English proverb of the day

"The negative side of the American Dream comes when people pursue success at any cost, which in turn destroys the vision and the dream "

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  • Topic of this Week: "Are you a xenophile? (December 16, 2018)"

    Xenophobia is a fear or dislike of outsiders.  Yet, there exists an opposite perspective called xenophilia. A xenophile  is a person who is attracted by foreign things such as objects, people,  styles or customs.
      Do you feel excited when you make acquaintance  with a foreigner? Have you ever invited a foreign guy to take part in a  birthday party of another friend of yours? If yes, you are probably a  xenophile. But don’t be ashamed,  xenophilia is not totally negative. If you set foot in another country,  and you are surrounded by the local people who are xenophiles, then you  can be welcomed on the red carpet or even treated like king. In stark  contrast, groups of religious, racial or sexual minorities have  experienced marginalization and mistreatment in many regions in the  world. Also, being a xenophile, you can drive pleasure from showing your  kindness and hospitality, which contributes to your well- being.
       In  general, Vietnamese people are labelled as typical xenophiles.  Nonetheless, when asked, most Vietnamese women said they don’t want to  marry a foreign man, though a Western guy is desirable to be added in  their friend/boyfriend list. Why it is the case? In social science,  xenophiles don’t necessarily have affection for real foreign people, but  they tend to fall for things that define or conceptualise that person.  Their affection sometimes originates from an idea of a collective  population which has been generalised. Most of the time, these  generalising comments are based on subjective perceptions rather than  facts or evidence.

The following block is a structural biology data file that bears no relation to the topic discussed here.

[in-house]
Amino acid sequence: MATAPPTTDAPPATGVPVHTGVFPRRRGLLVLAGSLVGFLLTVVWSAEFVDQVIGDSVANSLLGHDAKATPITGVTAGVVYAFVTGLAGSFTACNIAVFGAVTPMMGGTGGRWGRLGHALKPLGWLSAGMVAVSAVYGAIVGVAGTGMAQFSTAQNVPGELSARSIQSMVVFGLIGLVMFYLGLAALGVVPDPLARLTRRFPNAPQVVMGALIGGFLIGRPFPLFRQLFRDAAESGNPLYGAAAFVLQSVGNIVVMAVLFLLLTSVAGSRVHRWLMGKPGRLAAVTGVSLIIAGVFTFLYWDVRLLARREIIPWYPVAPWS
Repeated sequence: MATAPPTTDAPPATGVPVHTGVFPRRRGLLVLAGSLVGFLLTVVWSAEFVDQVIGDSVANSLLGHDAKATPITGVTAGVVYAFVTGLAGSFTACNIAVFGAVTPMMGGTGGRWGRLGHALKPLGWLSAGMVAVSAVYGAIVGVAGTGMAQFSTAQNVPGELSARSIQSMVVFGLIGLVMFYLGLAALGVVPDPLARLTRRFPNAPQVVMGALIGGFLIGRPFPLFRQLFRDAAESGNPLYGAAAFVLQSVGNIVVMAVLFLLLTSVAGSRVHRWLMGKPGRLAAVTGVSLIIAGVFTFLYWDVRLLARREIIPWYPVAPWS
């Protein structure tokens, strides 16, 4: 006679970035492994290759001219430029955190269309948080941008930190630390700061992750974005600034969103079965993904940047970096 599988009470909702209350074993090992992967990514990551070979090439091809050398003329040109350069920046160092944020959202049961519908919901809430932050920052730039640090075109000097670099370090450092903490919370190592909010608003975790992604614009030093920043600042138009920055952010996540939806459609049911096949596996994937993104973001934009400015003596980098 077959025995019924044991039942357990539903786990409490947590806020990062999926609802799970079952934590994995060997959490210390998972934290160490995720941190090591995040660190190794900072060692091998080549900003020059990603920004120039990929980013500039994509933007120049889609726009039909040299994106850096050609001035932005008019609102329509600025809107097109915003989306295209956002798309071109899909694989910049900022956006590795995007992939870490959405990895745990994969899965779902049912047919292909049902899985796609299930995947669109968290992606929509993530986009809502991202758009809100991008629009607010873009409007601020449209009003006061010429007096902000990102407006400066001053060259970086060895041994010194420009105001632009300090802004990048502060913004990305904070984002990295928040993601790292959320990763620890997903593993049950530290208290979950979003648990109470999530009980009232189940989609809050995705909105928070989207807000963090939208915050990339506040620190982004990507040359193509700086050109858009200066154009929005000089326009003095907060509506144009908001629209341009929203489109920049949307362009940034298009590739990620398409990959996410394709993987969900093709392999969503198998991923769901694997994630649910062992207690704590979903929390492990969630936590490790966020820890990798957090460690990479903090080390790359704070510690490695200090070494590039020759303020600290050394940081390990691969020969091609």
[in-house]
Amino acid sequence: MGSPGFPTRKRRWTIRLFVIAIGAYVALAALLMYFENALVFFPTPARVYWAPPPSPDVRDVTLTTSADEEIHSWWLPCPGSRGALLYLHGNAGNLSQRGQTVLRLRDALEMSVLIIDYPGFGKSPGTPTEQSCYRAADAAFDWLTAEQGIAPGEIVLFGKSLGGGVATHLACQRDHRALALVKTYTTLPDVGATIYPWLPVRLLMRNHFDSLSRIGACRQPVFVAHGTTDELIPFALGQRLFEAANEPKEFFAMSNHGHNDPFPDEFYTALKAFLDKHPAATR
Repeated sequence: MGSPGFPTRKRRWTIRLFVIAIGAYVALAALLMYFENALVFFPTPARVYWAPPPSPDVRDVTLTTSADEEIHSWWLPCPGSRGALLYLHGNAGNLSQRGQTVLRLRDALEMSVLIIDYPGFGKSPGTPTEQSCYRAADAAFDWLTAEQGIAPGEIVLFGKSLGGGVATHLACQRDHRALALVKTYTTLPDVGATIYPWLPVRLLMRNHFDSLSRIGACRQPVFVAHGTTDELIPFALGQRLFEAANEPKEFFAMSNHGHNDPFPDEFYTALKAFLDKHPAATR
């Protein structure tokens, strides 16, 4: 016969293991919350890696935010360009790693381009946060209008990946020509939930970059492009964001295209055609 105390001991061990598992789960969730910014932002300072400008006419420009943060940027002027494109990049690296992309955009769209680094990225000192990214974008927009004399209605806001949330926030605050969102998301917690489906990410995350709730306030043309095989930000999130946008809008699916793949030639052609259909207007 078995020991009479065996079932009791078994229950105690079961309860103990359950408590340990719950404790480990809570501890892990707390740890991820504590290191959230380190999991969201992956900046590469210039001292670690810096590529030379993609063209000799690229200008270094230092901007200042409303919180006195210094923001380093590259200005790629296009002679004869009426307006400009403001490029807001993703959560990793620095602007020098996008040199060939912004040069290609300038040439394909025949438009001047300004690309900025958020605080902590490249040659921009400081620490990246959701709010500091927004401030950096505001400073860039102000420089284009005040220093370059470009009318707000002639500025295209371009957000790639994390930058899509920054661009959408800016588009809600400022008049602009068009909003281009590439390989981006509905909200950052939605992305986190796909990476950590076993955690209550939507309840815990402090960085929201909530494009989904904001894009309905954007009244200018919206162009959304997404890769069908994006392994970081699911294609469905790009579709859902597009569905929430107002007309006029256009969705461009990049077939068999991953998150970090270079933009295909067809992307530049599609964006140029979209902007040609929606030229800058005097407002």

The answer to the question what causes xenophila  remains inconclusive. The compelling theory is that xenophilia is a  response to one’s negative feelings about his or her background. If you  was born in a poor or backward country, you are unconsciously prone to  welcome those whose background is superior to yours.
    References:  https://study.com/academy/lesson/what-is-xenophilia.html
     
    Questions to ponder:

     1. Do you think you are a xenophile or a xenophobe? What are the clues for being a xenophile?
     2. For whom your chemistry is stronger? A Vietnamese guy/girl or a foreign guy/girl?
     3. What are the benefits of xenophilia?
     4. Why do people become xenophiles or xenophobes?
     5. In Vietnamese context, xenophilia may create different problems in society. What are they? How to tackle these problems?
      6. Foreign English teachers are paid much higher than Vietnamese  counterparts. Is it fair? Does xenophilia involve? How to cope with  this?

     

     

    Prepared by: Ngo Huy Tu

     

    Enjoy and have a fruitful discussion! 
    See you on Sunday at 3 P.M.!
     

    Advance English club
    Address: Nguyen Cong Tru Secondary School – No. 8 Nguyen Truong To, Hanoi